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Some doubts about extra roughness parameter in aiStandard shader

Message 1 of 5
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Some doubts about extra roughness parameter in aiStandard shader

Hi there,
I have a question to ask.
I was studying the transmission in AiStandard shader and I found a parameter called extra roughness. I conceptually understood what it mean but I was wondering if the result of having an Extra roughness equals -1 reflects the reality. I explain myself better.

If I have a glass with some high specular roughness, I expect that the transmission roughness is high as well and that's ok. But Is It possible to have a low transmission roughness and a High specular roughness in reality (like setting -1 for extra roughness)?
My thought was that if the specular roughness is high, the rays passing through a glass and existing should also be scattered because of the roughness of the surface and we shouldn't see them clear and sharp.

Is the reasoning correct? If so, the extra roughness is just used for artistic purposes?

Thank you very much for your help

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Message 2 of 5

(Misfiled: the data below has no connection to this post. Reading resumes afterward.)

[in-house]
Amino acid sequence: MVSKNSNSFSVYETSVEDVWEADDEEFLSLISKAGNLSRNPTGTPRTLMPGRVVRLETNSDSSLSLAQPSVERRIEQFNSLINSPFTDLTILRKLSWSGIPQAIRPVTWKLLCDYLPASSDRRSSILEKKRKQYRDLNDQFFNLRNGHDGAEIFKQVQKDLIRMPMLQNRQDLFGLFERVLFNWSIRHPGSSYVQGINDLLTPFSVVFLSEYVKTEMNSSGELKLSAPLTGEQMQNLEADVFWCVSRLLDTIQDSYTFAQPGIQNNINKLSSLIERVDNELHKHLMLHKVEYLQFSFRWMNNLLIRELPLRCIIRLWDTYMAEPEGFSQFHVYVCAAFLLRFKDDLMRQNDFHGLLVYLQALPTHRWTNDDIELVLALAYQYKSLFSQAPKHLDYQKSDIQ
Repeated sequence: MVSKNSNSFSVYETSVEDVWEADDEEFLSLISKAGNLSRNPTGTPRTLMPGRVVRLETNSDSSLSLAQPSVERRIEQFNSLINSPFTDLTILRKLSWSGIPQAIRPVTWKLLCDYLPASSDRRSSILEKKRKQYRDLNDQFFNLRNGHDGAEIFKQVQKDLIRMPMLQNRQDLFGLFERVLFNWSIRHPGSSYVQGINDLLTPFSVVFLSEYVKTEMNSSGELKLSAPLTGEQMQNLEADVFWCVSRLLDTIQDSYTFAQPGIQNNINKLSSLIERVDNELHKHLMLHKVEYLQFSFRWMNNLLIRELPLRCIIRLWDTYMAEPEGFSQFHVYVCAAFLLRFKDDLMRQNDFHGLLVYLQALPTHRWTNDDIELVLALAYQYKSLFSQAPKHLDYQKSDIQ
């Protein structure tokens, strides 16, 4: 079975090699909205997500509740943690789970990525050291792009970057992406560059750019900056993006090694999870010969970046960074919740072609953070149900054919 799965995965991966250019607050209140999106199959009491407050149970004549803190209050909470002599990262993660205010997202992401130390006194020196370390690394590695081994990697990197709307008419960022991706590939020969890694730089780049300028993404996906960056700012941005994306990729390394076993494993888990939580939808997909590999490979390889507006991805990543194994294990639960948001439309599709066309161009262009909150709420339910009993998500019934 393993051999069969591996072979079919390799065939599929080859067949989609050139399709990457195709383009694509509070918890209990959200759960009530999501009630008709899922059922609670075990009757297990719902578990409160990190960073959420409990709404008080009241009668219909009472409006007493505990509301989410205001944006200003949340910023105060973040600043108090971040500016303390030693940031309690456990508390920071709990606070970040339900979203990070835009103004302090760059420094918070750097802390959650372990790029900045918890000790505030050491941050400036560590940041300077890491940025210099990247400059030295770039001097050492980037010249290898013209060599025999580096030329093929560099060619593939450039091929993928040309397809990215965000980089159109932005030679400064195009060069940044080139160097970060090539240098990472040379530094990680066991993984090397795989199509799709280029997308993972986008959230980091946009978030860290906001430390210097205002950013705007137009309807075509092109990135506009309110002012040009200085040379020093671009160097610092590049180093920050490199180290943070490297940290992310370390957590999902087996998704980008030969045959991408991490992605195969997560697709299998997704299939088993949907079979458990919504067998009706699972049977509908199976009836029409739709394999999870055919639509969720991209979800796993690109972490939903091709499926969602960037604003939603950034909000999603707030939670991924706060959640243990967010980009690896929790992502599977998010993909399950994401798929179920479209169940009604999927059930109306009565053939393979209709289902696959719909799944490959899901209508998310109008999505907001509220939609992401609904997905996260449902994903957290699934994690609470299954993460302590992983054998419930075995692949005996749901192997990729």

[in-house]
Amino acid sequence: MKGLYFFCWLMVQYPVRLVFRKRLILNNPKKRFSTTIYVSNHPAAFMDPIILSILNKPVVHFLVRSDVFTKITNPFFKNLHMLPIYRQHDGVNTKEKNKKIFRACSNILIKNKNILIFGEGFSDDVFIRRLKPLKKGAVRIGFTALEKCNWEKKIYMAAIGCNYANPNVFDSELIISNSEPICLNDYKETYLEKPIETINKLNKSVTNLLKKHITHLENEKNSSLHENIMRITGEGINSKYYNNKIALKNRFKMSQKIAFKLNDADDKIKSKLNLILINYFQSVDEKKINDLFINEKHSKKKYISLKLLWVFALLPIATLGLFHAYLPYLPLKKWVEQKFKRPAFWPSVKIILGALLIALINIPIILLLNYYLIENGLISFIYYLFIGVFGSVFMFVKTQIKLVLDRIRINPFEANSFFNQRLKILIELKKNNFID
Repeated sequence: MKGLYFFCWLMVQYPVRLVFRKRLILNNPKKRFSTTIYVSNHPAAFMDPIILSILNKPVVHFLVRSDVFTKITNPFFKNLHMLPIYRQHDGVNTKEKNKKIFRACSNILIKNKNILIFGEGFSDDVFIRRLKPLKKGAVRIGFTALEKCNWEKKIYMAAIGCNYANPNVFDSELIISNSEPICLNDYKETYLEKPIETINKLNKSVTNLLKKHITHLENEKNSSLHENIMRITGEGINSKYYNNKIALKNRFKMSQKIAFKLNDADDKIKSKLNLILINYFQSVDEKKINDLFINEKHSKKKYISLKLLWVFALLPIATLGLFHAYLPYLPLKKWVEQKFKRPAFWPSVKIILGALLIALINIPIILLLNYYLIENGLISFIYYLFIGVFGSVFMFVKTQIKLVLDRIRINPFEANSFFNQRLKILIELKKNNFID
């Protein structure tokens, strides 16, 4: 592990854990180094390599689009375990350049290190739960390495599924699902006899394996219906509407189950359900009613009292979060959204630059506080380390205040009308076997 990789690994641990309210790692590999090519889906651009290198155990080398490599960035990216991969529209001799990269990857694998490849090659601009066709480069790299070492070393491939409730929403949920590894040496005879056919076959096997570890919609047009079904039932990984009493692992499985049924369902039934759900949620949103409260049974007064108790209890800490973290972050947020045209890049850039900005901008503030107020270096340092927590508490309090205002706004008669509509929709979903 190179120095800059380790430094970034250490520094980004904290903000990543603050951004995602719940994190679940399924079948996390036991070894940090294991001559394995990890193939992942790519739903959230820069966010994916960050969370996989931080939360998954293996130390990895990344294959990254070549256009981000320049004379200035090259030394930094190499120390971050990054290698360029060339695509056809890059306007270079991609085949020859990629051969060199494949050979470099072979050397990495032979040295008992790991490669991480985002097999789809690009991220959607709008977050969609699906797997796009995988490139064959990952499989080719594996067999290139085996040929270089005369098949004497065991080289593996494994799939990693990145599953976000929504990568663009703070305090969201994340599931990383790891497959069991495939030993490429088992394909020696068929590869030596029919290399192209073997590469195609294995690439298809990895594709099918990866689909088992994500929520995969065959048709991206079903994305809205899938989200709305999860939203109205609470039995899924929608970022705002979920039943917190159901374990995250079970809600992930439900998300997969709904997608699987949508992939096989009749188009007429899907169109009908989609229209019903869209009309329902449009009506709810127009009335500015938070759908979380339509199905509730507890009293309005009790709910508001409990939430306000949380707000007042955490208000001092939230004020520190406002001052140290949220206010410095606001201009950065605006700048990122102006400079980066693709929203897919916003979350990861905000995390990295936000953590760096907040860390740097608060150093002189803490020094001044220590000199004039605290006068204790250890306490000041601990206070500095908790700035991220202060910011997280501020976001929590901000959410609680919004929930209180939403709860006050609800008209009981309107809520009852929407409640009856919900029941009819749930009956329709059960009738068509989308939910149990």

You can have low specular_roughness with high transmission_extra_roughness.


From the docs:

Adds some additional blurriness of refraction computed with an isotropic microfacet BTDF. The range goes from -1 to 1, where 0 means no roughness. It is computed as

transmission_roughness = specular_roughness + transmission_extra_roughness.

Lee Griggs
Arnold rendering specialist
Message 3 of 5

Oh ok. thank you very much.

So to complete my question, that situation you shown me is not possible in reality but just used for artistic purposes. right?


Message 4 of 5

It can be used to add more creative control over the specular/transmission roughness.

Lee Griggs
Arnold rendering specialist
Message 5 of 5

It's very possible in reality, given a material that is non-homogenous and has varying IORs internally, but has a polished surface... Think of e.g. fibreglass: non-homogenous (glass weave and epoxy/resin) with a sanded and polished surface.

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